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For a type of a railway stop, see water stop

A waterstop is an element of a concrete structure, intended to prevent the passages of fluids (such as water) when embedded in and running continuously through concrete joints. Waterstops are frequently manufactured from extruded plastics such as flexible PVC or thermoplastic vulcanizate rubber (TPV); formed metal such as stainless steel, copper, or carbon steel; or extruded thermosets such as natural rubber, Styrene-butadiene rubber, or neoprene rubber.

Hydrophobic Polymer waterstops such as PVC, TPV, or rubber are supplied to the construction site in coils (usually 50 lineal feet long), and are generally anywhere from 4 inches to 12 inches wide in a variety of profiles that are designed to simultaneously provide an interlock with the concrete they are installed in and provide for a limited amount of movement within the joint. PVC and TPV waterstops are made continuous for the length of the concrete joint by heat welding, using simple thermoplastic welding equipment [1]. Thermoset rubbers and metallic waterstops are more difficult to fabricate to continuous lengths and are specified far less frequently by architects and engineers.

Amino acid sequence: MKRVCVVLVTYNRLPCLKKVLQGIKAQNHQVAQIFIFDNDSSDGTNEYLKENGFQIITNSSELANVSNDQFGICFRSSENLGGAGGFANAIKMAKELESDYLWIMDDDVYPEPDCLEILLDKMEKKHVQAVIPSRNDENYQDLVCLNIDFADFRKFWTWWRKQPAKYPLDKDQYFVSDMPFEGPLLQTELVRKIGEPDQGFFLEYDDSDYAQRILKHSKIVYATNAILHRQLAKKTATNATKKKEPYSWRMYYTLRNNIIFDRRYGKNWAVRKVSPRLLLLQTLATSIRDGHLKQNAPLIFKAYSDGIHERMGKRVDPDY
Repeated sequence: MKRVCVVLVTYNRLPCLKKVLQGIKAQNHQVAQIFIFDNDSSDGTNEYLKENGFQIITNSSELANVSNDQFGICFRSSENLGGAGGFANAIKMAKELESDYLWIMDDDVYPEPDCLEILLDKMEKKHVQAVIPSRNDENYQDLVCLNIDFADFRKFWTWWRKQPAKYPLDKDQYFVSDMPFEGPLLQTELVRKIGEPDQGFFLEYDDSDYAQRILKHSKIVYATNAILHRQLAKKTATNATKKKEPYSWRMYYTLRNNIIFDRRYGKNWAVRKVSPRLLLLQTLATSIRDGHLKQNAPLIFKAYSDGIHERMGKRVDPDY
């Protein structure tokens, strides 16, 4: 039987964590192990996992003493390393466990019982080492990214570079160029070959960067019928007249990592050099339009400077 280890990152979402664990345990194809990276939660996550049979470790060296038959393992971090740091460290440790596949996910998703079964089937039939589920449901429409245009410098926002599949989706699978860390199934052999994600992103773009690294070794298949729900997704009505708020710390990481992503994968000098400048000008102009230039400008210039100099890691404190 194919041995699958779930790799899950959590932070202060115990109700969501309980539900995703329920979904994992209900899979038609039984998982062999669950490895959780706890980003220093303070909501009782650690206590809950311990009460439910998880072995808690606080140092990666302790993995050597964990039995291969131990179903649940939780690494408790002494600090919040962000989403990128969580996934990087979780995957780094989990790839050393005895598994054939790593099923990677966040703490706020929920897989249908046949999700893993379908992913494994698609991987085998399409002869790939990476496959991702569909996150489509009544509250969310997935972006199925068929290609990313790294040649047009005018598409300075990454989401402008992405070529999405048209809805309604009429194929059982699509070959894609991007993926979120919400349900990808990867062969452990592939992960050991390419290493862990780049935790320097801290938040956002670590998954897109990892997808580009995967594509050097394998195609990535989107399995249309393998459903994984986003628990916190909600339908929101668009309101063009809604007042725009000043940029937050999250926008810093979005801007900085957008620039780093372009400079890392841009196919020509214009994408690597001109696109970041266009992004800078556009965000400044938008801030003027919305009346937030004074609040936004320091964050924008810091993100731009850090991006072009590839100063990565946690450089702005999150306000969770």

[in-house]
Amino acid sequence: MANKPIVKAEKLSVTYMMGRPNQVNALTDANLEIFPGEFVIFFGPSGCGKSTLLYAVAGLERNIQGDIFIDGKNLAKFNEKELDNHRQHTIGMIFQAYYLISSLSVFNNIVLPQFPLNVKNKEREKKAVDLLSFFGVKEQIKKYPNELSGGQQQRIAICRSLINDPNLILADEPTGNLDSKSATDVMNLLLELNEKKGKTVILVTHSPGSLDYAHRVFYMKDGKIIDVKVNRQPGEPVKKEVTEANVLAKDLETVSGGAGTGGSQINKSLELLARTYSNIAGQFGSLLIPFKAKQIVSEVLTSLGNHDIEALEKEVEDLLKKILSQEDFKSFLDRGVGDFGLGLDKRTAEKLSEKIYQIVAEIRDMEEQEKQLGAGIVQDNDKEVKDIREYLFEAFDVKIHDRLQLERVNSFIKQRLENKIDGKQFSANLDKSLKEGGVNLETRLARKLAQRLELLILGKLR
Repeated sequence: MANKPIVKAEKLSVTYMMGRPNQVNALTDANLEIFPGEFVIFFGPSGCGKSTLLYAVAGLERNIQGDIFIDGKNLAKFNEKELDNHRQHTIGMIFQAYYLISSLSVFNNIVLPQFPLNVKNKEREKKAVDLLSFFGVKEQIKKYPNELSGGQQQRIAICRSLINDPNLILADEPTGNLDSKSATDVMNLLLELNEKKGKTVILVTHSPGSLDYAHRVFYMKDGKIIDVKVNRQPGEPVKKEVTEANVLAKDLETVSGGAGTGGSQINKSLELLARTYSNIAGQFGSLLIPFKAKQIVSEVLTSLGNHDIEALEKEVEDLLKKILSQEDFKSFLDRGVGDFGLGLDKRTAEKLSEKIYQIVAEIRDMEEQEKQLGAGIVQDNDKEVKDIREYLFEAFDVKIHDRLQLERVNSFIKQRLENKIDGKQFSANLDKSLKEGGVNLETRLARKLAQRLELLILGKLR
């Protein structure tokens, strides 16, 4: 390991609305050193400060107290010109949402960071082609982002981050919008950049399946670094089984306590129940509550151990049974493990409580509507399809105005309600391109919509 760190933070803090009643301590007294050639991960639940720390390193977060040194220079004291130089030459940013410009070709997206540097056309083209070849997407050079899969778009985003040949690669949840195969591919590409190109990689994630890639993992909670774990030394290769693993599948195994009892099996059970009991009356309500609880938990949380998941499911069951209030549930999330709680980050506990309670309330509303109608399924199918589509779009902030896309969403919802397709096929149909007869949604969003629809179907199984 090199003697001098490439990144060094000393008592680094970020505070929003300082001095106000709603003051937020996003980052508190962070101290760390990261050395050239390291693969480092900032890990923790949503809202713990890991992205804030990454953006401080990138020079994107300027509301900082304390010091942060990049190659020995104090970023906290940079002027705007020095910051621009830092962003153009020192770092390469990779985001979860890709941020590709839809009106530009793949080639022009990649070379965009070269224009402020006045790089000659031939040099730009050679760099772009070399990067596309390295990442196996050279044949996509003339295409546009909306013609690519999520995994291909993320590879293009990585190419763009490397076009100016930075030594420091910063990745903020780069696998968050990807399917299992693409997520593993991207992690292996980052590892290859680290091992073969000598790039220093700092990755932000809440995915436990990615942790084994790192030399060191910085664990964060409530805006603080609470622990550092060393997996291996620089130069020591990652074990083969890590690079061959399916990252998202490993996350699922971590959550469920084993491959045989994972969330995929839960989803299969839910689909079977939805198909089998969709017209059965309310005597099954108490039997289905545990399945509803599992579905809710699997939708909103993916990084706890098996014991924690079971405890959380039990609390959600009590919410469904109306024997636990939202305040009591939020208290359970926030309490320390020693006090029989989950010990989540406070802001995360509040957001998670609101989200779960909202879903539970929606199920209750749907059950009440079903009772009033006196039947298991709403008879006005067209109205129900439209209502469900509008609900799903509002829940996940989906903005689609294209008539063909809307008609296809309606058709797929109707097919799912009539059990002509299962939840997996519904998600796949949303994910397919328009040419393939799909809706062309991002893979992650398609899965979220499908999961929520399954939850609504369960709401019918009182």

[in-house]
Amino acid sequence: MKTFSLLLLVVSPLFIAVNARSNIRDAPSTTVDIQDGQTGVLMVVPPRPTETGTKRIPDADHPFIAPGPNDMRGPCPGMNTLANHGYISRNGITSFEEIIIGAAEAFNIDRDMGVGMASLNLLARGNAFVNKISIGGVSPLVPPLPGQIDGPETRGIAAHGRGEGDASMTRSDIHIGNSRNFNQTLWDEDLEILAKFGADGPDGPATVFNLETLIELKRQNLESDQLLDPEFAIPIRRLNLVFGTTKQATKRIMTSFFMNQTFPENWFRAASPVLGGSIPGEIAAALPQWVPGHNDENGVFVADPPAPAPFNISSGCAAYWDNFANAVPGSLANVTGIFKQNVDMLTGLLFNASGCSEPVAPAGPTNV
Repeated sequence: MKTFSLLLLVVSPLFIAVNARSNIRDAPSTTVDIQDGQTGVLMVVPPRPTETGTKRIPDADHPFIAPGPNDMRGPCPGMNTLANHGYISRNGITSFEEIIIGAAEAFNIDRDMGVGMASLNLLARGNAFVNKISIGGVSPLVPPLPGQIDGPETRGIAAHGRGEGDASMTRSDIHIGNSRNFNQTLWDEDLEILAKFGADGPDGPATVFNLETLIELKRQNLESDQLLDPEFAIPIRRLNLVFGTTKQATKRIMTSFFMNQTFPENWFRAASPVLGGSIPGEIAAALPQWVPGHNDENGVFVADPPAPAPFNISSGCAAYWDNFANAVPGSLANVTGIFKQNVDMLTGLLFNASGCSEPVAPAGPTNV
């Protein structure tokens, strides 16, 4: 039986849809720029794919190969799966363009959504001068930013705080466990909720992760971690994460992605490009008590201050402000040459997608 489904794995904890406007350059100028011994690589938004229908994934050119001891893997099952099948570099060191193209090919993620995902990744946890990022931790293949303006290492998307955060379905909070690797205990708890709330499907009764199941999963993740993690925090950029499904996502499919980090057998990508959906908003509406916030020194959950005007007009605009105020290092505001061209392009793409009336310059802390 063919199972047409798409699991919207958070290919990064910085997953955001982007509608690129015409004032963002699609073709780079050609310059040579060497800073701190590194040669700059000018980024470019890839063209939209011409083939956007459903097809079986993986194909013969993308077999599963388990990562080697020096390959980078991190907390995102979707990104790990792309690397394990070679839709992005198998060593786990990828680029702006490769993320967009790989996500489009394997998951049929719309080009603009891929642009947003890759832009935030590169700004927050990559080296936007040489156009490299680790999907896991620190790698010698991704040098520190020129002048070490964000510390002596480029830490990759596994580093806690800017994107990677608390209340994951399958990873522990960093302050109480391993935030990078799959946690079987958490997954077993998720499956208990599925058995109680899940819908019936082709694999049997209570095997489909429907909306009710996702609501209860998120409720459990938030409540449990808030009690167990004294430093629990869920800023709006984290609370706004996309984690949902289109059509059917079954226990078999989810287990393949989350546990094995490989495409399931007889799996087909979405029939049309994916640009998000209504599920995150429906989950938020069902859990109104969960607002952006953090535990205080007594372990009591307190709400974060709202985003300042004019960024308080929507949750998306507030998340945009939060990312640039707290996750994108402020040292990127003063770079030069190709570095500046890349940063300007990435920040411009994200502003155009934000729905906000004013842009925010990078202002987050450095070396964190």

TPV waterstops are generally installed in joints of secondary containment structures to prevent the passage of hazardous fluids other than water such as fuel oils, acids, or process chemicals.


This article is licensed under the GNU Free Documentation License. It uses material from the Wikipedia article "Waterstop". A list of authors is available in Wikipedia.
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